Human Institutions and Behavior - Pepperdine University - Seaver College

Human Institutions and Behavior

This requirement explores various ways in which human institutions and behaviors can be studied, understood, and predicted. The three courses, from which students choose two, provide valuable insight into interactions, societal patterns, and human nature.

Courses fulfilling the Human Institutions and Behavior requirement:

ECON 200 Economic Principles (4 units)

A general introduction to the principles of micro- and macroeconomics, intended for non-economics majors. The microeconomic portion revolves around policy-relevant concerns on a small scale (earnings determination, poverty, private market failure, public market failure, etc.). The historical and institutional aspects of contemporary capitalism are then incorporated into the analysis, with particular emphasis on the role of government. The macroeconomic portion is concerned with key economic variables, such as income, price and output indices, employment and unemployment, and interest rates.

PSYC 200 Introduction to Psychology (3 units)

A general introduction to the study of the science of psychology, intended for non-psychology majors. Consideration is given to the basic issues and research in human growth and development, perception, sensation, learning, thinking, motivation, emotion, personality, assessment, psychotherapy, and social behavior. Students majoring in psychology should take PSYC 210.

SOC 200 Introduction to Sociology (3 units)

A general introduction to the history, principles, and methodology of sociology intended for non-sociology majors. Emphasis is on introducing students to the sociological analysis of human groups, institutions, and societies.

Psychology majors should take PSYC 210 instead of PSYC 200.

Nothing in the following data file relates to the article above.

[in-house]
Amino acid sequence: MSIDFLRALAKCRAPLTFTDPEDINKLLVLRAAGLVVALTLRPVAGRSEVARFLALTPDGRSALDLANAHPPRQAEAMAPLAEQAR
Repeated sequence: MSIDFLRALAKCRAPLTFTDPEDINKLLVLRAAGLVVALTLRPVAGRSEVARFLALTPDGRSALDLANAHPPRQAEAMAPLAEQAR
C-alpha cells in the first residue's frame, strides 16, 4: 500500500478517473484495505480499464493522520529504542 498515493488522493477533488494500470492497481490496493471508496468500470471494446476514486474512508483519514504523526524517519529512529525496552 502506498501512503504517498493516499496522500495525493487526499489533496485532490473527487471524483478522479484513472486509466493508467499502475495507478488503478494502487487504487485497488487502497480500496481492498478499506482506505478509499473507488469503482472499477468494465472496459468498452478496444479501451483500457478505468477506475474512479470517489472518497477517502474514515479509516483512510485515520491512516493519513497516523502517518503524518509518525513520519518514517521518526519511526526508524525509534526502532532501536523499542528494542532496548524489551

PSYC 210 Foundations of Psychology (4 units)

A comprehensive study of the science of psychology. Consideration of the basic issues and research in human growth and development, perception, sensation, learning, thinking, motivation, emotion, personality, assessment, psychotherapy, and social behavior. Also includes bibliographic instruction, an introduction to APA-style writing, an introduction to the major, and information about professional training as a psychologist. For psychology majors or industrial/organizational minors only.

Students majoring in business, accounting, economics, and international studies (economics specialization) should take BA/ECON 210 and ECON 211 and either PSYC 200 or SOC 200.

BA/ECON 210 Introduction to Microeconomics (3 units)

A study of the factors underlying the economic decisions of households and business units; analysis of the determinants of demand and supply, utility, and costs or production; price and output determination under various market structure; and pricing and employment of resources.

ECON 211 Introduction to Macroeconomics (3 units)

An introduction to the principles of economic analysis, institutions, issues, and policies. Emphasis is on national income, monetary and fiscal policy, international trade, resource allocation, and income distribution through the price system.